50. (1) For the purposes of this Act, if an entity is licensed by or with the authority of the owner of a trade-mark to use the trademark in a country and the owner has, under the licence, direct or indirect control of the character or quality of the wares or services, then the use, advertisement or display of the trade-mark in that country as or in a trade-mark, trade-name or otherwise by that entity has, and is deemed always to have had, the same effect as such a use, advertisement or display of the trade-mark in that country by the owner.

    Control of the trade-marks may be exercised by the franchisor providing its franchisees with guidelines as to the proper use of the franchisor’s trade-marks, establishing a compliance program for monitoring the use by the franchisee of the trade-marks and by regularly inspecting the goods and/or services which display such trade-marks to ensure that they are being displayed in a manner acceptable to the franchisor. Failure to implement these controls could jeopardize the validity of the franchisor’s trade-marks, as it is only through the trade-mark license agreement that a use of the trade-mark by a third party (in this case, a franchisee) would be deemed to be use of the trade-mark by the franchisor.

    To adequately protect the trade-marks, the franchisor should provide for the following in its franchise agreement:

  • The franchisee should acknowledge both in the franchise agreement and in a public manner that the trade names and trade-marks owned or licensed by the franchisor are the sole property of (or under license by) the franchisor and are exclusively owned by or licensed by the franchisor. For instance, a franchisor should insist that its franchisees post a sign at the franchised location and/or on its letterhead indicating that such franchisees are licensees of the marks and are franchisees of the system. Such a requirement could have other very important benefits as well. For example, it could assist the franchisor in its attempt to avoid any potential vicarious liability for the acts,omissions or negligence of its franchisees.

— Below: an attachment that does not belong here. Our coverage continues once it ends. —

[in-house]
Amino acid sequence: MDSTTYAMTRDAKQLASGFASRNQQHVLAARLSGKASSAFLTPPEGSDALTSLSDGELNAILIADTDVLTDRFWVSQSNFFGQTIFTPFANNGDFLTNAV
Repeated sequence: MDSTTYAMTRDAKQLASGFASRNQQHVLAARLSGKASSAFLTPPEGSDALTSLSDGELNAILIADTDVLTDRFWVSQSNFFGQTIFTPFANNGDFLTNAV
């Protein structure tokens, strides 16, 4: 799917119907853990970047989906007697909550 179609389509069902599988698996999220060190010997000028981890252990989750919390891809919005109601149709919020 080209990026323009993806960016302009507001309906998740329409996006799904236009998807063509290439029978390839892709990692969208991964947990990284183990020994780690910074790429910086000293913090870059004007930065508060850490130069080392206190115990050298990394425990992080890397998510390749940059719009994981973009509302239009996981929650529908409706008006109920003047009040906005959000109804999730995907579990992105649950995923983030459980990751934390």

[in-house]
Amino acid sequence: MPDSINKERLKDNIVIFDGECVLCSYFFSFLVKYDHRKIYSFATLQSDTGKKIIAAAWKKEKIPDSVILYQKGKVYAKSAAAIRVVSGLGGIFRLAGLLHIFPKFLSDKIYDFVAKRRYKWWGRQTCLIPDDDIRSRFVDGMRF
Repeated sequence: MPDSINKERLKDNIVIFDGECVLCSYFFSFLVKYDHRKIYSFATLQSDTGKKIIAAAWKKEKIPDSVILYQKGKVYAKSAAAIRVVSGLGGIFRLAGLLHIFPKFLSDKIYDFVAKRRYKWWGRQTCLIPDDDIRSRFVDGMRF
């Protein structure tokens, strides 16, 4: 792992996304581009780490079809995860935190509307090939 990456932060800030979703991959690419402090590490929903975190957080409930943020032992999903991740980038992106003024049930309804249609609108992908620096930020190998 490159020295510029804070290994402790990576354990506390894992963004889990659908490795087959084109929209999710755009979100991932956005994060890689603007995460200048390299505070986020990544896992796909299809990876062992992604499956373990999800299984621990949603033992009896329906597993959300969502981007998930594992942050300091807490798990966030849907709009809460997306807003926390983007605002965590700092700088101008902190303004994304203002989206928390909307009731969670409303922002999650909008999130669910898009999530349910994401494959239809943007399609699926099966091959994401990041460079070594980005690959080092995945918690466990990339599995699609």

• The franchisee should agree that it will not impair, abrogate or contest the ownership of such trade names or trade-marks and that its rights to use same is limited to the operation of the franchised business and that its usage must be in compliance with the franchise agreement and all applicable law.

  • The franchisee should acknowledge that all goodwill generated by the use of the trade names or trade marks will enure to the benefit of the franchisor and agree that upon the termination or expiration of the franchise agreement, the franchisee will not identify itself as a franchisee or former franchisee of the franchisor.

  • The franchisor should also place very specific and detailed limitations on the franchisee’s usage of the trade names, trade-marks and system owned or licensed by the franchisor, whether used in association with the franchisee’s stationary, contracts, signs, menus, advertising or websites.

  • The franchisee should be required to notify the franchisor of any infringements of the franchisor’s trade-marks and to give the franchisor further assurances that it will take whatever steps are necessary to protect the interests and rights of the franchisor in this regard.

  • The franchisor should require the franchisee (and the franchisee shall cause its employees, contractors and agents) to maintain the confidentiality of all trade secrets and confidential information belonging to the franchisor and to develop procedures to ensure that the franchisee or its employees, contractors and agents do not breach this covenant.

  • Franchise systems often involve the use of certain distinctive trade dress such as color schemes, uniforms, and building decor and these should also be protected by the franchisor as with the other intellectual property in the manner referred to above.

  • Finally, appropriate language should also be inserted into the franchise agreement that gives the franchisor complete control over the registration, prosecution of any Infringement and abandonment of the said trade-marks.